22) Cybele originated as an Earth Mother goddess in Phrygia (the Turkey-Syria region) called Kybele and had been venerated for many centuries before both Inanna and Ishtar, fertility goddesses I mentioned in a recent article. With the spread of Greek colonisation, and later Roman expansion, a select number of myths about Kybele found their way into the Greek and Roman pantheons and she became known as Cybele, and Magna Mater, the Great Mother, and in this aspect she was impersonated by 20) Alfred Schuler in his neo-pagan rituals.
The cult of Cybele became the state religion of the Roman Empire at the end of the 3rd century BC. Natural disasters effecting the empire at that time were seen as omens of bad luck and the Senate sought advice from oracles. The advice given was to adopt the cult of Cybele and she will protect them.
In an event reminiscent of one I recounted in “The Meteorite Who Became A God” a black stone that personified Cybele, also likely to have been a meteorite, was brought to Rome from its home in Pessinos, Phrygia, and placed in a newly constructed temple. Cybele’s arrival in Rome was celebrated with an annual festival called Megalesia on 4th April, the date of her arrival.
With the cult of Cybele came her accompanying rites, priests and associated deities. Primary among these were the galli, her third gender and eunuch priests, and an associated deity called 23) Agdistis.
The Phrygians originally regarded Kybele and Agdistis to be the same deity. Agdistis was also introduced into Greek and Roman mythology as the intersex offspring of the Sky Father and the Earth Mother. The intersex nature of Agdistis disturbed the Greek and Roman gods and they removed Agdisits’s male sexual organs. The deity was then known as Kybele. I go into more detail about the origin of Agdistis in an article I wrote in 2013 called “The Gallae: Ancient and Modern – Part 1: Ancient”. Rather than repeat it all here I suggest you pop over to that article and come back to continue here.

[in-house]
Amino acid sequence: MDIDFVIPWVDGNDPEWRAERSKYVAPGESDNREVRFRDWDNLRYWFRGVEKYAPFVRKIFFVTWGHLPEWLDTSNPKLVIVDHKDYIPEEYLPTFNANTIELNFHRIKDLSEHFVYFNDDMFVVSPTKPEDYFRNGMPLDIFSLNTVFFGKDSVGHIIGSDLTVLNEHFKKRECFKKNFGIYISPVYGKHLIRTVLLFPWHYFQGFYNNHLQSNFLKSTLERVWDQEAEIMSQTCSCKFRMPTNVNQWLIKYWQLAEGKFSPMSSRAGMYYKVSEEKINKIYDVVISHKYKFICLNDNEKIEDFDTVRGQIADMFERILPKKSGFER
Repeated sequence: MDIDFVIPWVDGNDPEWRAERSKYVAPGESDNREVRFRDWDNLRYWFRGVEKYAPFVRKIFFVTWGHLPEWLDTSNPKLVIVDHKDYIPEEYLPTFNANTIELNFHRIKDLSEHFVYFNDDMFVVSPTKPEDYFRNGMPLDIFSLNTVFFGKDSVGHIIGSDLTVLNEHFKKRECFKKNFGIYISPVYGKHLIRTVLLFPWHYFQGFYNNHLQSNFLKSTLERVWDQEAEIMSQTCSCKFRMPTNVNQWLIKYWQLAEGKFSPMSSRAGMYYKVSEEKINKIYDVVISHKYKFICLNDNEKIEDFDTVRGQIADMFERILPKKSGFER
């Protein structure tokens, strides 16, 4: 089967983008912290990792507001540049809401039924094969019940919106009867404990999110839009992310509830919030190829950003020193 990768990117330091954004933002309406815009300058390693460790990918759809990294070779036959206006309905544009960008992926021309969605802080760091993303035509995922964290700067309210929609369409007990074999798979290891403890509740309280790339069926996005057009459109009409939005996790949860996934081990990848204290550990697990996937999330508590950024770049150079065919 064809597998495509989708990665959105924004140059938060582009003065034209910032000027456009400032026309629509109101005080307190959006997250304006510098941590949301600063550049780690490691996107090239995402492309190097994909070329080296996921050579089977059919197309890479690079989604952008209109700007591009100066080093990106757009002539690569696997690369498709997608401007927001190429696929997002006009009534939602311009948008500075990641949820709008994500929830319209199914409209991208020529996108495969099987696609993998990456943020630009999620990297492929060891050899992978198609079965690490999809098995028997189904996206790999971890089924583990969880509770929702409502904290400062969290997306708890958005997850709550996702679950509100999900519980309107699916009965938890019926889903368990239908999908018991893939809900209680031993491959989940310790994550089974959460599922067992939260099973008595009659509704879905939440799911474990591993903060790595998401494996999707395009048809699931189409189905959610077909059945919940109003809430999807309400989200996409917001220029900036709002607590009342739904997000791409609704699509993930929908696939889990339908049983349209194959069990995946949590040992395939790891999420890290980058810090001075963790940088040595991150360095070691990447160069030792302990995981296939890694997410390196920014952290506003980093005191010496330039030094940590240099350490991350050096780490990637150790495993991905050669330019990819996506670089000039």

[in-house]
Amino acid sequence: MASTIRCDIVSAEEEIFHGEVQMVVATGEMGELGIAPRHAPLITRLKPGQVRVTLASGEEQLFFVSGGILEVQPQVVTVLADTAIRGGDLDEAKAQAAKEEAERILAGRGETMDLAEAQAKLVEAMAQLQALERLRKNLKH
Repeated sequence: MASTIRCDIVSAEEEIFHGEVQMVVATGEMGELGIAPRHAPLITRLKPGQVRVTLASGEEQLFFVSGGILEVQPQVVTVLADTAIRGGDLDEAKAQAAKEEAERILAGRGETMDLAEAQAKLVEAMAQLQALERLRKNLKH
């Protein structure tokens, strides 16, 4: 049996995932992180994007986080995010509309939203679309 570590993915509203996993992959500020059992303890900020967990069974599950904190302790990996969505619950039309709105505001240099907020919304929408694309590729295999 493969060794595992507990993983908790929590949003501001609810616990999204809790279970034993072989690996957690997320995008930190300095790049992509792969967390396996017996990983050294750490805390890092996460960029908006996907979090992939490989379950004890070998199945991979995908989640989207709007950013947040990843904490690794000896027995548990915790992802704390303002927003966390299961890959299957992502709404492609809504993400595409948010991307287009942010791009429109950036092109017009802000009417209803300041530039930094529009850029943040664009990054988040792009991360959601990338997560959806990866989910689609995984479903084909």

The Greek interpretation of Agdistis gave rise to the myth of the creation of the almond tree. The almond is native to the region where Kybele, Agdistis and Attis were venerated, which would explain why the Greeks didn’t have their own native legends about its origin. Almond was a highly regarded plant with semi-mystical qualities which influenced even Hebrew belief. There is even a theory that the halo around saints heads often depicted in Christian art originated as an almond shape.
This dual nature of almonds, on the one hand a sign of favour and on the other a sign of displeasure, brings us on to one of the most well-known clichés in modern whodunit murder mysteries – the bitter almond smell associated with cyanide poisoning. How strange is it that a plant whose mythical origins come from severed sexual organs, the origin of life itself, can also be a means of death.
Cyanide poisoning is a frequent method of suicide. It is also the main component of the gas used by the Nazis in their horrific gas chambers. It is assumed that the gay computer scientist Alan Turing (number 1 in my original “80 Gays” series in 2015) took his own life by cyanide.
A less well-known suicide by cyanide poisoning occurred three and a half years later when a British climber, 24) John Menlove Edwards (1910-1958) took his own life.
Next time of “80 More Gays”: We climb new heights and go to the top of the world to fight sexual abuse.